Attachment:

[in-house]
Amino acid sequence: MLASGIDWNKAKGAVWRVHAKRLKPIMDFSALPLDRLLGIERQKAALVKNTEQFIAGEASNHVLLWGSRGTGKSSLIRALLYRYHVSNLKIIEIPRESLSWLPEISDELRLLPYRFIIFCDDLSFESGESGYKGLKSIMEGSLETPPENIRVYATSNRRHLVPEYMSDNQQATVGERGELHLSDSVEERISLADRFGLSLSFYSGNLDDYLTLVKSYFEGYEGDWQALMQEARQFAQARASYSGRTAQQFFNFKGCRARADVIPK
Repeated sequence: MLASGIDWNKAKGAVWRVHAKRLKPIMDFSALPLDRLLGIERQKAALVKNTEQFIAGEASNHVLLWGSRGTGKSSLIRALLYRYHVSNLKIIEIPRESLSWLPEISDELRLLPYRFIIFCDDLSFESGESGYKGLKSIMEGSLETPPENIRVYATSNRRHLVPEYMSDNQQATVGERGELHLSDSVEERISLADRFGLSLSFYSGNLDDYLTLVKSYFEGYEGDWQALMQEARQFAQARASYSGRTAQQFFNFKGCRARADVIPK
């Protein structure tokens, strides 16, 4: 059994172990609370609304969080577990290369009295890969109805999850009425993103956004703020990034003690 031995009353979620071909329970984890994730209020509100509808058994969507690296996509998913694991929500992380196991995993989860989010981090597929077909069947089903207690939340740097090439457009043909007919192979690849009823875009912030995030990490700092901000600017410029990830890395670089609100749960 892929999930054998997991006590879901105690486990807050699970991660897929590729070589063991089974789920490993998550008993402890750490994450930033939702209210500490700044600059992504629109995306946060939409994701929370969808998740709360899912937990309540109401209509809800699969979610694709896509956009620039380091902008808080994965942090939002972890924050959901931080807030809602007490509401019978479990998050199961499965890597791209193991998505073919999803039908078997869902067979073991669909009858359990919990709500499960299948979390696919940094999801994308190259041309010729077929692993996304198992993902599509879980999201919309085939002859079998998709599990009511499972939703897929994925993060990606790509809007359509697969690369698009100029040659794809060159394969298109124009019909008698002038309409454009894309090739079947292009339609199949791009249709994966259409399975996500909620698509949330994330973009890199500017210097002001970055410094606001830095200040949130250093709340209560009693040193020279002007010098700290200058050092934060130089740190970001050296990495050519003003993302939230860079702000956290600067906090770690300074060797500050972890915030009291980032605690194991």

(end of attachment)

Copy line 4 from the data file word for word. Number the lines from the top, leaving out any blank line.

């Protein structure tokens, strides 16, 4: 059994172990609370609304969080577990290369009295890969109805999850009425993103956004703020990034003690 031995009353979620071909329970984890994730209020509100509808058994969507690296996509998913694991929500992380196991995993989860989010981090597929077909069947089903207690939340740097090439457009043909007919192979690849009823875009912030995030990490700092901000600017410029990830890395670089609100749960 892929999930054998997991006590879901105690486990807050699970991660897929590729070589063991089974789920490993998550008993402890750490994450930033939702209210500490700044600059992504629109995306946060939409994701929370969808998740709360899912937990309540109401209509809800699969979610694709896509956009620039380091902008808080994965942090939002972890924050959901931080807030809602007490509401019978479990998050199961499965890597791209193991998505073919999803039908078997869902067979073991669909009858359990919990709500499960299948979390696919940094999801994308190259041309010729077929692993996304198992993902599509879980999201919309085939002859079998998709599990009511499972939703897929994925993060990606790509809007359509697969690369698009100029040659794809060159394969298109124009019909008698002038309409454009894309090739079947292009339609199949791009249709994966259409399975996500909620698509949330994330973009890199500017210097002001970055410094606001830095200040949130250093709340209560009693040193020279002007010098700290200058050092934060130089740190970001050296990495050519003003993302939230860079702000956290600067906090770690300074060797500050972890915030009291980032605690194991």